We’re hopeful. I have some ideas and some plans that I’d like to do, but there are just no guarantees that we can do it. We need to find good trading partners. We always are trying to make fireworks. Every summer, we try to do something that’s unique and special, and we will definitely try this summer.

    That much alone is encouraging. Boston isn't content to deal with a protracted transition. It's not going to accept losing season after losing season, collecting draft picks along the way.

    But while Ainge is saying all the right things, the road ahead is less clear.

    Does the team keep both Rajon Rondo and Jeff Green, accomplished veterans amidst an increasingly young and developing roster? Is there any way to move Gerald Wallace's nightmare of a contract (over $20 million owed through 2016)?

    How much is the club willing to pay restricted free-agent guard Avery Bradley? He's been a promising young player, but he's also been held back by injuries. If another team wants to give him over $8 million a season, it's hard to see the Cs matching.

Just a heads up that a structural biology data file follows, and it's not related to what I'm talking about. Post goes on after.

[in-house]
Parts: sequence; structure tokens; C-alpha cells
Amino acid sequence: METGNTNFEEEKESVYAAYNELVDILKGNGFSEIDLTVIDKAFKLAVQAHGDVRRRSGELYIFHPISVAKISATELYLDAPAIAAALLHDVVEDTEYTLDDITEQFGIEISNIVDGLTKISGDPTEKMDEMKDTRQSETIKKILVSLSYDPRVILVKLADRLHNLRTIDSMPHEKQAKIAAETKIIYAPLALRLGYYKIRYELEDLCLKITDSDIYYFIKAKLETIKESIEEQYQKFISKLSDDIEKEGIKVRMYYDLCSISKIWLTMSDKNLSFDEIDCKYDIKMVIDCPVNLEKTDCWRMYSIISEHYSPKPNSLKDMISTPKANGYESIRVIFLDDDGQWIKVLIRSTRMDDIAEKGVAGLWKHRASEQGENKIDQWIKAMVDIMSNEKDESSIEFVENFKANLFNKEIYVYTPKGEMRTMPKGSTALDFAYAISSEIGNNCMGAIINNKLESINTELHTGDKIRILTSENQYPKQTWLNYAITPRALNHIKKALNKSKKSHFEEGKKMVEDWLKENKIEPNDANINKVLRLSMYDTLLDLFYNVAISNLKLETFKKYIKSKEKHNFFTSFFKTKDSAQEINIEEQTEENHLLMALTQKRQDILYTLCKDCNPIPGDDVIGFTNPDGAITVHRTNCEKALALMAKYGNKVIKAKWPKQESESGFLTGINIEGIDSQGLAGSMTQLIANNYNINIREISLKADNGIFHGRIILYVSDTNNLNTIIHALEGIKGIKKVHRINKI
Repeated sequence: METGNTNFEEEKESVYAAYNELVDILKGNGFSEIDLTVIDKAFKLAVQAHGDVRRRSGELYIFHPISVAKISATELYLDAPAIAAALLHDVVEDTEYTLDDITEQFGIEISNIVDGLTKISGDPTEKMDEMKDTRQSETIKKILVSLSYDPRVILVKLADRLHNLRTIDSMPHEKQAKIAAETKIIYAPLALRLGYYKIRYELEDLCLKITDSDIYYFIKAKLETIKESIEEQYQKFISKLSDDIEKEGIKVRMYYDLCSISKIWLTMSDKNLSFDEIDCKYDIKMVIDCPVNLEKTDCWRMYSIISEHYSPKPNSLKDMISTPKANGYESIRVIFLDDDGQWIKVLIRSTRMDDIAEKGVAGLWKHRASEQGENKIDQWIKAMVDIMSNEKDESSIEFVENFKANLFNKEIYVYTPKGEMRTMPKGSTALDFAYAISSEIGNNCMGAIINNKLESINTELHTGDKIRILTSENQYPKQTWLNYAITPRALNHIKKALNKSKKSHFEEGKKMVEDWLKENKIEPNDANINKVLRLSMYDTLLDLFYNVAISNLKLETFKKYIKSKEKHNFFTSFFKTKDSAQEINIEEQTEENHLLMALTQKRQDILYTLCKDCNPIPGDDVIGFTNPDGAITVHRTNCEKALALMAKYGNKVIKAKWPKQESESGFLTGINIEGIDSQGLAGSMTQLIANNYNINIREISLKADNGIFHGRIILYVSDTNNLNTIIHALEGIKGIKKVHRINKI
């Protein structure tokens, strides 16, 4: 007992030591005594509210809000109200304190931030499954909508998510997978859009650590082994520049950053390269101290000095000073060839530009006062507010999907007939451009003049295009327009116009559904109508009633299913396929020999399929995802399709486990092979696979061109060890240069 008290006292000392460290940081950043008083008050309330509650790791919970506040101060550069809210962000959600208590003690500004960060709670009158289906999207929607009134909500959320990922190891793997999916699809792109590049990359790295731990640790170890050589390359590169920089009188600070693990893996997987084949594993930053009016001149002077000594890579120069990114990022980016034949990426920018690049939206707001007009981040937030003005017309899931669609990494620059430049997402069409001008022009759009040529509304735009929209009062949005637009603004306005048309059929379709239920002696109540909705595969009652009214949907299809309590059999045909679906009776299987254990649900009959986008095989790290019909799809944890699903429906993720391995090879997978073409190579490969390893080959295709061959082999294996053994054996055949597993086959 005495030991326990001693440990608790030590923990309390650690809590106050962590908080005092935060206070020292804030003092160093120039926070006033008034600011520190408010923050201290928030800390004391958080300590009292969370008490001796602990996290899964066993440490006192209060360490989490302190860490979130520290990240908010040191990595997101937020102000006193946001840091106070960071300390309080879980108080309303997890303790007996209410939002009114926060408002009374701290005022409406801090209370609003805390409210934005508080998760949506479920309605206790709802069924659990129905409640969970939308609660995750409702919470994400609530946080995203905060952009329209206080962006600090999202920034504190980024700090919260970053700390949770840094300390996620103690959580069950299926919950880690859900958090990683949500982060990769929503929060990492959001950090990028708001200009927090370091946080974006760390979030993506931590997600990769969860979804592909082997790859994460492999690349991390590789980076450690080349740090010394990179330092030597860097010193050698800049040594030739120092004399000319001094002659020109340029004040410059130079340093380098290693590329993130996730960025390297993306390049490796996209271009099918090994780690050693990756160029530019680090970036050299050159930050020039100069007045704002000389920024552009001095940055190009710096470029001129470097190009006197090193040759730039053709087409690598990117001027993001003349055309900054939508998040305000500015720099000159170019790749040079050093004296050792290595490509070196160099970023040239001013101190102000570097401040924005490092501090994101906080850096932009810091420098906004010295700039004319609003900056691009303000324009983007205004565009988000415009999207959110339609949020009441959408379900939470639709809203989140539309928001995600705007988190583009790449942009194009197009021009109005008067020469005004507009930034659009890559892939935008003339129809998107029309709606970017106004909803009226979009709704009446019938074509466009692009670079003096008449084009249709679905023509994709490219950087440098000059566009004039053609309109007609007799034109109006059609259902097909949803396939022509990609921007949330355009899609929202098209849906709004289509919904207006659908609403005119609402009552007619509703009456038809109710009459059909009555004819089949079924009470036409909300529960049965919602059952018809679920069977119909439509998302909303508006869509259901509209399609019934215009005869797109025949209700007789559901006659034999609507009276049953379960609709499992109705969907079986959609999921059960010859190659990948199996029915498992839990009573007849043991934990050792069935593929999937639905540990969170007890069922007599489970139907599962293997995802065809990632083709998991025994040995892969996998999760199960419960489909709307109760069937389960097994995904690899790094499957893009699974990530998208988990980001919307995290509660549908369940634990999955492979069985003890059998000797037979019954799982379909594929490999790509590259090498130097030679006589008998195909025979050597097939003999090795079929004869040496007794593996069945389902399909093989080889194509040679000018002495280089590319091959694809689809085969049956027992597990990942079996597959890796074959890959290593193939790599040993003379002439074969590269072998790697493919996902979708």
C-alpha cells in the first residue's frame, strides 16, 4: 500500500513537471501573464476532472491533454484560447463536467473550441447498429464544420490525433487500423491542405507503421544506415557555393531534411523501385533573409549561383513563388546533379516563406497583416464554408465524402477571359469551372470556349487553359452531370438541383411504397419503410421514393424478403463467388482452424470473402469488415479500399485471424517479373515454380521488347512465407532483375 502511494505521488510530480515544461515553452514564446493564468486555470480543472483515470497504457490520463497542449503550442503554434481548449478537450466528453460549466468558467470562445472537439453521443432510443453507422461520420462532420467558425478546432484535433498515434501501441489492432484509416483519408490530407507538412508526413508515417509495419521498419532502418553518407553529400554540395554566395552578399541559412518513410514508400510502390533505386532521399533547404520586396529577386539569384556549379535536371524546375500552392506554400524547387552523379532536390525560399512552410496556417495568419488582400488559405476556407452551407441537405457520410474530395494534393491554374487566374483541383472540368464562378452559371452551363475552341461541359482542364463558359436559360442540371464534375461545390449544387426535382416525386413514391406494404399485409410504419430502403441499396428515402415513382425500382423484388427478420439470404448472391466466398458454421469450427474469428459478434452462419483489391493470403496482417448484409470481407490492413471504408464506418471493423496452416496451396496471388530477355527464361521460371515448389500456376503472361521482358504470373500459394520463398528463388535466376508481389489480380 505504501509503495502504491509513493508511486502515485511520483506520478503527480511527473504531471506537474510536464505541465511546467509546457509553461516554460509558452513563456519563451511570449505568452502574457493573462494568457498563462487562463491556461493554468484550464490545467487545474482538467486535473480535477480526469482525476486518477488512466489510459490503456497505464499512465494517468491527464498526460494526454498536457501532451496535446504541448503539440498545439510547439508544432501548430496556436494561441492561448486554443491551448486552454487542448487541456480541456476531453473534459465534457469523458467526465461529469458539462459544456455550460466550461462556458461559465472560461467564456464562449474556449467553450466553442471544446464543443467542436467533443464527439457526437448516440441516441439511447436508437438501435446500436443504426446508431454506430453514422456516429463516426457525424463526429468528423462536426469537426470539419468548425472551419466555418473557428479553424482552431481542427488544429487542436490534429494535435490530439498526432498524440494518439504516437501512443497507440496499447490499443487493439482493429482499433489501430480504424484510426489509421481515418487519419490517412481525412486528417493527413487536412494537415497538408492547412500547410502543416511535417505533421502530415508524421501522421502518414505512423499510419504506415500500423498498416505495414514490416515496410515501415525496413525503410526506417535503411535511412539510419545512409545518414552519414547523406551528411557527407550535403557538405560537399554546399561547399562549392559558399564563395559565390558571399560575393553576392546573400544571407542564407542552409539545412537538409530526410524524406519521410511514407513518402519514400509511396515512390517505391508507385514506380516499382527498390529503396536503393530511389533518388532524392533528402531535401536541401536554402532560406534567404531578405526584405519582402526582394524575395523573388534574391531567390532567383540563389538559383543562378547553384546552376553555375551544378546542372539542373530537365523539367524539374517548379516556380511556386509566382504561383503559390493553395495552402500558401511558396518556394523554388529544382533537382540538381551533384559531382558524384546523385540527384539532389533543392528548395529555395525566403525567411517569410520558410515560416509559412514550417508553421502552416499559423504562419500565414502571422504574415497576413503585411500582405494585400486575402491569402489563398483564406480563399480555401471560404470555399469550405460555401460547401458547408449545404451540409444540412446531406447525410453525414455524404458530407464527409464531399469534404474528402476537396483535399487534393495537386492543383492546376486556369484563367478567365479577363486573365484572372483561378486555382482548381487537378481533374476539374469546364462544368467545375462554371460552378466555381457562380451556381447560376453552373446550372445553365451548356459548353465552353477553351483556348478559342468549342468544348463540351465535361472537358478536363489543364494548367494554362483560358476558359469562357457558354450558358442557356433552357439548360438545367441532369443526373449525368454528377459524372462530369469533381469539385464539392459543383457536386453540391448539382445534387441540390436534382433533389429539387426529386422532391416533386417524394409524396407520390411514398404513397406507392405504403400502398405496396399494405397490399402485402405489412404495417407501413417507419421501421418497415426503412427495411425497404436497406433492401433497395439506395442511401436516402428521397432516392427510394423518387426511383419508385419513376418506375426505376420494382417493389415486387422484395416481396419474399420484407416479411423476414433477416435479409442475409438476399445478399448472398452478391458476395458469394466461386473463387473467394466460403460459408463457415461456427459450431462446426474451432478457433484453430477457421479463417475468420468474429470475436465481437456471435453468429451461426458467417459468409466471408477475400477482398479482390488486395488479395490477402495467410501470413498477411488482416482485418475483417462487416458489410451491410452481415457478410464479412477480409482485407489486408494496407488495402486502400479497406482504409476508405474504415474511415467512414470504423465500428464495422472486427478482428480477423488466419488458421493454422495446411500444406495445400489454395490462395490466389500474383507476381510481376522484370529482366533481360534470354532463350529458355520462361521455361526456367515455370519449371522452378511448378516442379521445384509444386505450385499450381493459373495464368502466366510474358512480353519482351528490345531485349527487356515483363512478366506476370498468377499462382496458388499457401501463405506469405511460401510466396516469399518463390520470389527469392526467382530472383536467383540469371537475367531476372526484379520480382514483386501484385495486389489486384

The good news is young big men Jared Sullinger and Kelly Olynyk are developing nicely. That gives Ainge the option to either watch them grow or use them in a trade package to acquire readier talent. 

    Having options won't be Boston's problem this summer. It will be making the right decisions when confronting those options. Fortunately, Ainge has been here and done this before. There's no better man for the job.

3. Milwaukee Bucks

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    Season Record: 15-67

    Despite the Philadelphia 76ers losing 26-straight games, the Milwaukee Bucks still somehow ended up with a worse record. 

    Coming into the season, it wasn't supposed to be like this. Other rebuilding teams can at least claim to be right where they expected. The Bucks are not one of those teams. They brought in O.J. Mayo and the bought-out Caron Butler to compete for a playoff spot, not to tank for lottery purposes.

    Somehow that just sort of worked out.

    This may be the best thing for the Bucks. They weren't going to be especially good as currently constituted, eighth-seed material at best. Now they can regroup and focus on bringing along younger talent like Brandon Knight.